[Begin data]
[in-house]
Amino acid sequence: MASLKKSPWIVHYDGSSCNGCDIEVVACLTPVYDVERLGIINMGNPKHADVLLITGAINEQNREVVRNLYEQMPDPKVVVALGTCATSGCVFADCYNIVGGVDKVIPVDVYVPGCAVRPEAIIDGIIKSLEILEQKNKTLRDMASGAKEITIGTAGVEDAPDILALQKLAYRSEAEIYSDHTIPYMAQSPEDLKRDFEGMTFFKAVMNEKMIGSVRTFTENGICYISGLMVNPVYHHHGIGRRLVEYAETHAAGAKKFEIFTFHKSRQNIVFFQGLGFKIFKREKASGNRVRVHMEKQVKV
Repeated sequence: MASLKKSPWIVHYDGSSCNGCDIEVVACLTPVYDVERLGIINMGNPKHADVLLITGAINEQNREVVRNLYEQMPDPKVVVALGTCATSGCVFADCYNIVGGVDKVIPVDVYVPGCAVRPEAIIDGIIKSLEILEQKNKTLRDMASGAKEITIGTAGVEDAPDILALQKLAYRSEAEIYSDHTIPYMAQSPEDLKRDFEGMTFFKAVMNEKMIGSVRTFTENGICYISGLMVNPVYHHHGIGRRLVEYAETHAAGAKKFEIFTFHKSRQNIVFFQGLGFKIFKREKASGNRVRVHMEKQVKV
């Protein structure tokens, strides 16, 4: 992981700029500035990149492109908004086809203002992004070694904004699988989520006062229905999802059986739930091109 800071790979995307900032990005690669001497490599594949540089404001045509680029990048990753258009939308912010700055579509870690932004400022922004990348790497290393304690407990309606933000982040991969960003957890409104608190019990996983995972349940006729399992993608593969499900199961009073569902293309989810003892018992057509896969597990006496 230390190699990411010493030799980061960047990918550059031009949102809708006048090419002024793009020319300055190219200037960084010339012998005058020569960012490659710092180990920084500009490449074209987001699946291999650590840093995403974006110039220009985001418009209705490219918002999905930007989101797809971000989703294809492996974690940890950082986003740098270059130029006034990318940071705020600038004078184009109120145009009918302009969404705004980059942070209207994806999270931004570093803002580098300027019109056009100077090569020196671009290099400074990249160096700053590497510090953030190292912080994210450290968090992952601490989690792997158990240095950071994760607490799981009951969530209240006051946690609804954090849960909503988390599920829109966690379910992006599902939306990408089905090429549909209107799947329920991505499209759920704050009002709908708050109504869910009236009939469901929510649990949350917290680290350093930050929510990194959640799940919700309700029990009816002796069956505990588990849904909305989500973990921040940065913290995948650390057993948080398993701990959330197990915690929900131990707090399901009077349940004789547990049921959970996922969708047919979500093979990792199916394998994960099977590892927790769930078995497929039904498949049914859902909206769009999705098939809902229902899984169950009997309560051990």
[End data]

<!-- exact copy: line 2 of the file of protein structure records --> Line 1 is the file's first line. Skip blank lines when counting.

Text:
Amino acid sequence: MASLKKSPWIVHYDGSSCNGCDIEVVACLTPVYDVERLGIINMGNPKHADVLLITGAINEQNREVVRNLYEQMPDPKVVVALGTCATSGCVFADCYNIVGGVDKVIPVDVYVPGCAVRPEAIIDGIIKSLEILEQKNKTLRDMASGAKEITIGTAGVEDAPDILALQKLAYRSEAEIYSDHTIPYMAQSPEDLKRDFEGMTFFKAVMNEKMIGSVRTFTENGICYISGLMVNPVYHHHGIGRRLVEYAETHAAGAKKFEIFTFHKSRQNIVFFQGLGFKIFKREKASGNRVRVHMEKQVKV